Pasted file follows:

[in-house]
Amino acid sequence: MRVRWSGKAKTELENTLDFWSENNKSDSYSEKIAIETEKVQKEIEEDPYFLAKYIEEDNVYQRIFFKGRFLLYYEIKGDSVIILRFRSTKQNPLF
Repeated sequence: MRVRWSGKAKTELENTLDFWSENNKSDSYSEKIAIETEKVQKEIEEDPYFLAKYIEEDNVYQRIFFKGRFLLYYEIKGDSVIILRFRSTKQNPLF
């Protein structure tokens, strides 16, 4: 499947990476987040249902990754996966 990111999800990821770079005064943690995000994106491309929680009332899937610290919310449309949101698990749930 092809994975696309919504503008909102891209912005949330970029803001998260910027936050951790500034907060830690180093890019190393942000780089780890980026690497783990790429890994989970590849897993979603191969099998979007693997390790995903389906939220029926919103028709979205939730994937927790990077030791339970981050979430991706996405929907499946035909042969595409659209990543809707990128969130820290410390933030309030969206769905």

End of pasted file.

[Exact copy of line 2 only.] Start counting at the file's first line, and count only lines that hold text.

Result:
Amino acid sequence: MRVRWSGKAKTELENTLDFWSENNKSDSYSEKIAIETEKVQKEIEEDPYFLAKYIEEDNVYQRIFFKGRFLLYYEIKGDSVIILRFRSTKQNPLF